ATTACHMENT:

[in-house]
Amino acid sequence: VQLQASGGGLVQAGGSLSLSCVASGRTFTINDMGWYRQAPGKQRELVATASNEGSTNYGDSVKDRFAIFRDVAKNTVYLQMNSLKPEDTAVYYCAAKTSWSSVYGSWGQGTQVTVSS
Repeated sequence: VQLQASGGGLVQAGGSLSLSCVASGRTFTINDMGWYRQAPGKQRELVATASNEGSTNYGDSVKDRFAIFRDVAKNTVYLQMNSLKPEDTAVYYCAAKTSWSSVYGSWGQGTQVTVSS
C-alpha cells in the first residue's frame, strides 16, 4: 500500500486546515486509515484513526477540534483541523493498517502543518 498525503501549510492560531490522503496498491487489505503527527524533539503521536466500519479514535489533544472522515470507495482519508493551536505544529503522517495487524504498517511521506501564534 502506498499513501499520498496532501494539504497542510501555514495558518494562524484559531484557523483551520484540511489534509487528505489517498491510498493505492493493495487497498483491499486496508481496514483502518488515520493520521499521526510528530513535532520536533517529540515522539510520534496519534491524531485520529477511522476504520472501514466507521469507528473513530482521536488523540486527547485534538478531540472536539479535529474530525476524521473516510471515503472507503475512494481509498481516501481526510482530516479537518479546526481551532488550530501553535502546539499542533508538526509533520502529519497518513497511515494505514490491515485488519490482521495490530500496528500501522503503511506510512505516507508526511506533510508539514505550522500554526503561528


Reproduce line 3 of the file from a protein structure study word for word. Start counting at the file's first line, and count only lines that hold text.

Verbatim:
Repeated sequence: VQLQASGGGLVQAGGSLSLSCVASGRTFTINDMGWYRQAPGKQRELVATASNEGSTNYGDSVKDRFAIFRDVAKNTVYLQMNSLKPEDTAVYYCAAKTSWSSVYGSWGQGTQVTVSS